This week we’re off to the Big Top to see if a elephant can really fly!
Once Upon A Time…
Despite being critical successes, Fantasia and Pinocchio were financial failures at the time of their respective releases, so Dumbo was created to recoup the losses of the previous two films. As result of this, the creators were told to keep costs to a minimum, which would have an impact on the art style, making character designs simple and the backgrounds less detailed. Unfortunately, during Dumbo’s production, the Disney Studio staff went on strike for five weeks, which led them to be caricatured as the clowns in Dumbo and also ended the family atmosphere at the studio. Despite this set back, Dumbo would become a financial success that the studio had hoped for, grossing $1.3 million at its initial release.
Memories From My Childhood:
I recall watching Dumbo as a child but it is a very vague memory and I can only remember certain scenes. The scene that sticks out in my mind the most is the one where Dumbo flies for the first time with crows. I think this is also to do with the fact that on UK trailers for Disney that was the one scene that was always included.
My Impressions Today:
We start with a fanfare introduction and after the credits roll by, we begin the story on a dark, stormy night- where we learn that according to Disney, giving birth consists of storks dropping babies onto the expecting mothers. As I watched the baby bundles parachute down to Earth, one thought crossed my mind, don’t let anyone working for Disney teach children biology. Anyway, apparently there’s a bit of a baby boom going on at the circus because everyone but Mrs. Jumbo gets a baby and she’s understandably upset by this.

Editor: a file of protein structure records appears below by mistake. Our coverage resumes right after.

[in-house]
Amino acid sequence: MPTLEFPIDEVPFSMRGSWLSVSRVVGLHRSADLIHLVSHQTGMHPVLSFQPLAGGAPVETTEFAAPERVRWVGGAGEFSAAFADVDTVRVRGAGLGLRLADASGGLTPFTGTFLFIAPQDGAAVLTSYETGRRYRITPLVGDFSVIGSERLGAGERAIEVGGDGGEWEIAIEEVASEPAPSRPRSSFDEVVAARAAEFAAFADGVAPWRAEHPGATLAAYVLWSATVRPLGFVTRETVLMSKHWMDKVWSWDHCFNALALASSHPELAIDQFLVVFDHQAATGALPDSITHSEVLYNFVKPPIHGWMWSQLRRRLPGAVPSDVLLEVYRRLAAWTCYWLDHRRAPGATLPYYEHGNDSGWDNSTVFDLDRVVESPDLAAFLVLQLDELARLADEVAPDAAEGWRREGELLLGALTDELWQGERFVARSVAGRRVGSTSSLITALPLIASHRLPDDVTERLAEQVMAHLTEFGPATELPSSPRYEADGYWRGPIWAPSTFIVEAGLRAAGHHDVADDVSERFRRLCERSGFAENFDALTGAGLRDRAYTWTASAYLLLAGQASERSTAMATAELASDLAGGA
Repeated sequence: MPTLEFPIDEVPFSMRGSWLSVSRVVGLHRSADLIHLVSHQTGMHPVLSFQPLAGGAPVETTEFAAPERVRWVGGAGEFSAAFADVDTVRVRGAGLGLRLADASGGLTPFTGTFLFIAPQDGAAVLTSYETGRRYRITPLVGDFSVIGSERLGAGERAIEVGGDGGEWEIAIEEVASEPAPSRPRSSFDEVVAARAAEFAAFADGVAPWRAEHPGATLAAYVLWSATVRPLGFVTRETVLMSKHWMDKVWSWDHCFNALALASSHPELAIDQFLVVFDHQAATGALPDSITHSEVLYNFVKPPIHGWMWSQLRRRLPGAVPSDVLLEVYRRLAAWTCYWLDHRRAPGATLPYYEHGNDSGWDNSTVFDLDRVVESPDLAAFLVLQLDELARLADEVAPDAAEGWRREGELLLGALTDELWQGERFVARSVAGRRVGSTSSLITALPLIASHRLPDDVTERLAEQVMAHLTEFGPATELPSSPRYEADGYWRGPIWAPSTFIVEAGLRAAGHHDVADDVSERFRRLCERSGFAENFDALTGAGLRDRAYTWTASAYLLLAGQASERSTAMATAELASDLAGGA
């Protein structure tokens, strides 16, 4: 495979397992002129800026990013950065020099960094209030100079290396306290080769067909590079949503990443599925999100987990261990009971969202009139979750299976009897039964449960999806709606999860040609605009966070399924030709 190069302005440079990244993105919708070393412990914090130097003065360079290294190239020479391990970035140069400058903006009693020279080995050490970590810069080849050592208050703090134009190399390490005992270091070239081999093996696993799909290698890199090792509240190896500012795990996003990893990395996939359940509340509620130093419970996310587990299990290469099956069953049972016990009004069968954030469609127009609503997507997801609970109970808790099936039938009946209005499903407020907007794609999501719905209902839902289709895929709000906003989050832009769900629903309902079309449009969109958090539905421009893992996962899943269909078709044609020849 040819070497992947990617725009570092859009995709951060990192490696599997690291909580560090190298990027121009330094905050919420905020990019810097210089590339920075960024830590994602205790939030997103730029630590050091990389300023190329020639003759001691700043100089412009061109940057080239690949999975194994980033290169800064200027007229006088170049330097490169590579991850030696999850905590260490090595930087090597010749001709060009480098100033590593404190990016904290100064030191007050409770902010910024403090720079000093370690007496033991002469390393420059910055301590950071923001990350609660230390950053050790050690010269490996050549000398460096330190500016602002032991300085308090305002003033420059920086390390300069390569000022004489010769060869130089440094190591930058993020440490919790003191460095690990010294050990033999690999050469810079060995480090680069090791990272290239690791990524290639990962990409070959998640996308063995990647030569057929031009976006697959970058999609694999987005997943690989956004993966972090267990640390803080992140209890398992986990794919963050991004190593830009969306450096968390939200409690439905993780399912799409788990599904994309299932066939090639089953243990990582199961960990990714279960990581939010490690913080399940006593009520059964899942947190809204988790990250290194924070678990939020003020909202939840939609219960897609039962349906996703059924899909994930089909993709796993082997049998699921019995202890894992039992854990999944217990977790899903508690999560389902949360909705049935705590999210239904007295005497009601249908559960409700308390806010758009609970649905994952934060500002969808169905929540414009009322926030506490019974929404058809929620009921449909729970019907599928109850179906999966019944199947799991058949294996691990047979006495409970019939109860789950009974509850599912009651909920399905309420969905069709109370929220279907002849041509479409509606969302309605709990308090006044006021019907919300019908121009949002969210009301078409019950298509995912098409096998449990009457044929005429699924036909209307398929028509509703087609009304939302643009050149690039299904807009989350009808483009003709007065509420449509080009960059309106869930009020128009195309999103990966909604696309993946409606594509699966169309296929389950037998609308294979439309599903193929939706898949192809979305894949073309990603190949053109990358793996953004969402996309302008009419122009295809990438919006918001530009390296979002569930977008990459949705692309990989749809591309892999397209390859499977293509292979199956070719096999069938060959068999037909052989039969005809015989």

However there is no time to dwell on how unfair pregnancy is, as everyone has to board the talking circus train. Yes, a talking train. Which leaves me to wonder, is the train magical? Or is it a strange beast? Or did the animators forget that trains don’t talk? Anyway, I digress. As the train makes its way along the track, just like Royal Mail, the Stork arrives and delivers a baby to Mrs. Jumbo… and just like Royal Mail, apparently you can’t have your parcel until you sign for it. There’s a cute moment when Dumbo is revealed for the first time and then again when his ears are revealed for the first time. None of the other elephants decide its a cute moment and instead choose to call the baby Dumbo, much to his mother’s anger.
Once the train reaches its destination, everyone pitches in to pitch the Big Top, including Dumbo. So Disney are OK with child (or is baby?) labour. Good to know. The next day, the circus parades through the town, where Dumbo trips and falls into a patch of mud, causing the towns people to laugh at him. This does give us a very touching scene between Mrs. Jumbo and Dumbo, as she gives him a bath. Unfortunately this doesn’t last as some children show up and laugh at Dumbo. This is the last straw for Mrs Jumbo and she lashes out at those that make fun of her son. This act doesn’t go down to well with the circus and she gets locked up as a ‘mad elephant’.
This go from bad to worse for Dumbo as the other elephants decide to shun him. But
fortunately there is a mouse, who doesn’t give his name, that decides to stick up for poor Dumbo. The Mouse-With-No-Name goes to speak with the other elephants but ends up terrifying them instead. He decides that the only way that Dumbo will be accepted is if he was the star of the show. I’m not sure if this the best message to tell children- people will like you if you’re famous. Or maybe this is part of Disney’s plan to recruit young talent?
In order to achieve this goal, the Mouse-With-No-Name decides to terrorise the ringmaster while he sleeps, by pretending to be his subconscious. This actually works and Dumbo ends up being part of the show… but he gets stage fright. So the Mouse-With-No-Name decides to ‘encourage’ Dumbo with a pin. Yes, a pin. I’ll leave the rest to you. This doesn’t end well and Dumbo gets demoted to the clown act, where he’s dressed up as a baby and made to jump out of a burning building. I can see that animal welfare is a message Disney wants give!